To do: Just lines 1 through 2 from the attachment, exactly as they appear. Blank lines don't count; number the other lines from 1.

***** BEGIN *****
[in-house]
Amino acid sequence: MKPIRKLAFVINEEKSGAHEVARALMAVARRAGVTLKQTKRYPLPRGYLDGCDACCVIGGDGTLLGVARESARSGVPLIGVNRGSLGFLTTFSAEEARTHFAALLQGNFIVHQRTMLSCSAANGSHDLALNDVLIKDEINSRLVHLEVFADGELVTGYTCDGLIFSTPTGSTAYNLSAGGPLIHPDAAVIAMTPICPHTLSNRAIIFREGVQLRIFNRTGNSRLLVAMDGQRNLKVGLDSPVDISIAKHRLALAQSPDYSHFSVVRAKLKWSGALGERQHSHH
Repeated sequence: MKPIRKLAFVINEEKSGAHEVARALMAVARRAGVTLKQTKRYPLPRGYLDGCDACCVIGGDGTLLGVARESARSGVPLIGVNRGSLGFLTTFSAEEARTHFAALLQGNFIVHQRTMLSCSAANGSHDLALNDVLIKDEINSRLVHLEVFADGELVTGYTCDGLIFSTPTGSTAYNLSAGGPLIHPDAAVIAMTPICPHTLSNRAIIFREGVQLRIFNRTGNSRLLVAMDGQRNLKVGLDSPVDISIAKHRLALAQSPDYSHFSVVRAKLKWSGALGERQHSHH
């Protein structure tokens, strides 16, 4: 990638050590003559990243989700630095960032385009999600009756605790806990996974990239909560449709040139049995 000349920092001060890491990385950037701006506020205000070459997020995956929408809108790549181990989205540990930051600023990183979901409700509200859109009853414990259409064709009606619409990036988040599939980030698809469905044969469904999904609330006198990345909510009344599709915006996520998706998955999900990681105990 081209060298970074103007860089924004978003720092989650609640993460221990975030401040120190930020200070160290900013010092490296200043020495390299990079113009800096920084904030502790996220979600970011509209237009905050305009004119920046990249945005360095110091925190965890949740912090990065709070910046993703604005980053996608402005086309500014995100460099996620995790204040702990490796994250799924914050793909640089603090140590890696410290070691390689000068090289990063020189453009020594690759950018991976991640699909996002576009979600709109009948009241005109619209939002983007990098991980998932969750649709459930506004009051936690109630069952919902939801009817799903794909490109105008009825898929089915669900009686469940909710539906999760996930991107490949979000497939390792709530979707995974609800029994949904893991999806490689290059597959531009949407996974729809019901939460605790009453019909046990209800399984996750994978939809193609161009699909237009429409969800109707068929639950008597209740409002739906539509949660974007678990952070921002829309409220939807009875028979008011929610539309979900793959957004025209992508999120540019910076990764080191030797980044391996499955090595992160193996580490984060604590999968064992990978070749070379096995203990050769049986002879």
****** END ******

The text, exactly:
[in-house]
Amino acid sequence: MKPIRKLAFVINEEKSGAHEVARALMAVARRAGVTLKQTKRYPLPRGYLDGCDACCVIGGDGTLLGVARESARSGVPLIGVNRGSLGFLTTFSAEEARTHFAALLQGNFIVHQRTMLSCSAANGSHDLALNDVLIKDEINSRLVHLEVFADGELVTGYTCDGLIFSTPTGSTAYNLSAGGPLIHPDAAVIAMTPICPHTLSNRAIIFREGVQLRIFNRTGNSRLLVAMDGQRNLKVGLDSPVDISIAKHRLALAQSPDYSHFSVVRAKLKWSGALGERQHSHH